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10 ways for you to sleep better

Make these changes to your routine for a better night's rest

CHERYL LIM on 14 Jan 2019

The New Paper


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You toss and turn in bed all night, with millions of thoughts running through your mind. You want to sleep, but you simply cannot.


If this sounds familiar to you, you are not alone.


According to a study by SingHealth, four in 10 Singaporeans get less than seven hours of shut-eye on weekdays. We do not fare better during weekends either, with 26 per cent failing to clock enough sleep on Saturdays and Sundays.


Making simple but fundamental and practical changes to your daily routine and bedtime habits can have a profound impact on your sleep-wake cycle, allowing you to be mentally and physically recharged the next day.


Here are 10 ways you can enjoy a better night's rest in this new year.




When it comes to rest, a routine is best. Having a regular sleep-wake schedule sets your body's internal clock and enhances the quality of your sleep. To do this, get in sync with your body's natural sleep-wake cycle (also known as the circadian rhythm).


Figure out an optimal sleeping time for yourself - say 11pm, with your alarm set for 7am.


Regulating sleeping and waking times, according to your natural internal rhythms and what works best for you and your work schedule, will help you feel much more refreshed and energised when awake.




Exposure to bright light at night can trick your brain into thinking it is still daytime, keeping you awake and alert.


Darkness signals the body to produce melatonin, the naturally occurring hormone that makes you feel sleepy.


When it is bedtime, dim your lights and minimise exposure to mobile devices such as iPads and smartphones, which emit blue light and keep you awake.


Download apps like f.lux to filter blue light on screens. You can also get special glasses that are designed to block blue light.


Sleep specialists advise getting off any electronic devices two hours before your head hits the pillow. If you are reading, use orange or yellow light to help with the wind-down process.




People who exercise regularly sleep better at night and feel more energised during the day. Regular exercise also improves the symptoms of insomnia and sleep apnea, and increases the amount of time you spend in the deep restorative stages of sleep.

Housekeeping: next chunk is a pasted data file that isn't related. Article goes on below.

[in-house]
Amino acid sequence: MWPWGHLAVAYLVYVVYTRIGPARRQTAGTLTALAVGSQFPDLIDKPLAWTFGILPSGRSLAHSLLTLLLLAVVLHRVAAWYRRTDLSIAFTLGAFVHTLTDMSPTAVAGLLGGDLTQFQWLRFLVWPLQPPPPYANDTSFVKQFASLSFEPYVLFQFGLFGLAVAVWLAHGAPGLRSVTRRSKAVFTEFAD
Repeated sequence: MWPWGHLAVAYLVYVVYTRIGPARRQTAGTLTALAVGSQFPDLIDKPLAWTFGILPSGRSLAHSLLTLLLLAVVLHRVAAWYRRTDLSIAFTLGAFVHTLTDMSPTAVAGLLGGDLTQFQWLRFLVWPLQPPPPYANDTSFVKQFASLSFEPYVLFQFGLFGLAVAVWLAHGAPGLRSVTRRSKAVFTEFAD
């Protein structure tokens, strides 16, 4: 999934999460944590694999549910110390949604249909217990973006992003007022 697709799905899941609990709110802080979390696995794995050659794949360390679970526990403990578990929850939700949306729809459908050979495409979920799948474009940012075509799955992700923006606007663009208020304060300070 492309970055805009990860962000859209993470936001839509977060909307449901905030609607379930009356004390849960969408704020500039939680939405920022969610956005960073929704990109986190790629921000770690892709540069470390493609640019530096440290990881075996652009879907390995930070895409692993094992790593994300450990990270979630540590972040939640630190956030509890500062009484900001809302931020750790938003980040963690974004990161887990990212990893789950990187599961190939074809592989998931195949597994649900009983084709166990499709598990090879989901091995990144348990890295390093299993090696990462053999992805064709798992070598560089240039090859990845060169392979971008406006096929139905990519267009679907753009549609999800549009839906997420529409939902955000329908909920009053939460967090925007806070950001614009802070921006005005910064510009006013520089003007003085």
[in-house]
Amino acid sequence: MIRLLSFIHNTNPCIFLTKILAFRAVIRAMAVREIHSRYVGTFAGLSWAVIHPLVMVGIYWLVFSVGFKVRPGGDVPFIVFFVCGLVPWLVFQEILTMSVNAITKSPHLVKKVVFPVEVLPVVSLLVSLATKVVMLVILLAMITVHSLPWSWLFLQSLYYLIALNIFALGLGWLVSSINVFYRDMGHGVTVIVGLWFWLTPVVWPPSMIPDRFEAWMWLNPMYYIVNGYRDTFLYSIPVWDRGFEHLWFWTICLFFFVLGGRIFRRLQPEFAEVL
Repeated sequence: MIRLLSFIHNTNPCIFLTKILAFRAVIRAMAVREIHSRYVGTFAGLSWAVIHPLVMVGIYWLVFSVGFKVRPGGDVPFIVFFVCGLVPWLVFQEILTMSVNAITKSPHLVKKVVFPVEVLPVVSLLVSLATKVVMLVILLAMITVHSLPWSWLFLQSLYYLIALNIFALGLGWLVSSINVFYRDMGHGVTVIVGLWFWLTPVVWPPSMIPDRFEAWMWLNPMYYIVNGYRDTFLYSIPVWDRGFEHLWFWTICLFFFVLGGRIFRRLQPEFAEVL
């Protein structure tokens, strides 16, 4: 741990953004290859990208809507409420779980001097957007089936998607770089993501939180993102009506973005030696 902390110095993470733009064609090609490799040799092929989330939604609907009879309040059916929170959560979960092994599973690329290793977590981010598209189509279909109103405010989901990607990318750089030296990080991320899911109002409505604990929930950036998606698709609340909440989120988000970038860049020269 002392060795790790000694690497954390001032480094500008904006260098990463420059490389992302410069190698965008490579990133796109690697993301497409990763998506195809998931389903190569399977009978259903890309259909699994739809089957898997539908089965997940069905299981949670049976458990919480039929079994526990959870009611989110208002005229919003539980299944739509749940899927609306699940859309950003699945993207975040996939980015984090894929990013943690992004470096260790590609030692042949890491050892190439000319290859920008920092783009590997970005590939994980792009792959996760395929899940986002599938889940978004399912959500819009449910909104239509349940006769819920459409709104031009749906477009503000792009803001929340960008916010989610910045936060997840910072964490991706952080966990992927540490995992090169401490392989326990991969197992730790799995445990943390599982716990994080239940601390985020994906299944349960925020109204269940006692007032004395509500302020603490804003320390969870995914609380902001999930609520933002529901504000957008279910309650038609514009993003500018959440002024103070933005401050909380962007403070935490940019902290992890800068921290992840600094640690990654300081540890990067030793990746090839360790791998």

But while exercise is essential for a good night's sleep, exercising at night can cause problems for some people.


Exercise raises the heart rate and core temperature, and excites the nervous and endocrine systems.


If you must work out after dark, keep your workout to the same time every night and keep it short (no super sets or endurance training) as the longer the session is, the harder it is to wind down after.




Your bedroom environment is key in getting a good night's sleep.


Sometimes, even tiny changes to your resting space can hugely affect the quality of your sleep. This includes factors such as noise and light. Create a relaxing environment by minimising external sounds, for instance.


You do not have to use ear plugs. Just shutting the door and drawing the blinds may help cue sleep for you.




Your core temperature drops by a degree or two as you begin to fall asleep. So if your room is at a comfortably cool temperature, it is easier to make the transition from wakefulness to sleep. Temperatures around 20 deg C to 23 deg C are optimal for most people.




Research has shown that magnesium plays a key role in our ability to sleep. This essential mineral helps with stress reduction and mood stabilisation, and induces relaxation.


Besides taking a supplement, you can try eating more magnesium-rich foods such as nuts and seeds, green leafy vegetables, such as spinach and Swiss chard, and whole grains such as brown rice and oats.




Certain smells can affect your sleep quality. Exposing yourself to calming scents such as lavender (long used for relaxation in aromatherapy) at night can help ease you into sleep.


Burn a lavender-scented candle in your bedroom or spray a little essential oil onto your pillow. It has been proven that lavender can decrease heart rate and blood pressure, putting you in a calm and relaxed state.




There are many theories that the digestive system is linked to the brain. Therefore, a "comfort drink" might actually help make you feel more relaxed and bring on sleep.


Try sipping on a small glass of warm milk or a turmeric latte (which is said to be good for overall health). If you are a tea person, drink some chamomile tea - the herbal drink can reduce anxiety, making it easier for you to fall asleep.




White noise refers to sound signals that are used to mask other noises or disturbances. It can be used to drown out sounds that might prevent you from falling asleep or waking up.


There are many white noise smartphone apps where you get a full range of sounds, from raindrops to ocean waves, whirring fans and static. There are even generators where you can "design" your own white noise.


Different sounds work for different people, so experiment and go with your instincts on what you find pleasant. Your selection should make you feel relaxed and eventually drowsy.




Also known as autonomous sensory meridian response, this sensation is described as a euphoric, calming sensation that starts with a relaxing tingling in your scalp and neck, before travelling down to your arms and legs.


As strange as it sounds, it does a pretty good job at putting some people to sleep. To induce ASMR, plug into a video or guided meditation. The result should have you happily snuggling into your bed and falling into a blissful slumber.


Source: The New Paper © Singapore Press Holdings Limited. Reproduced with permission.



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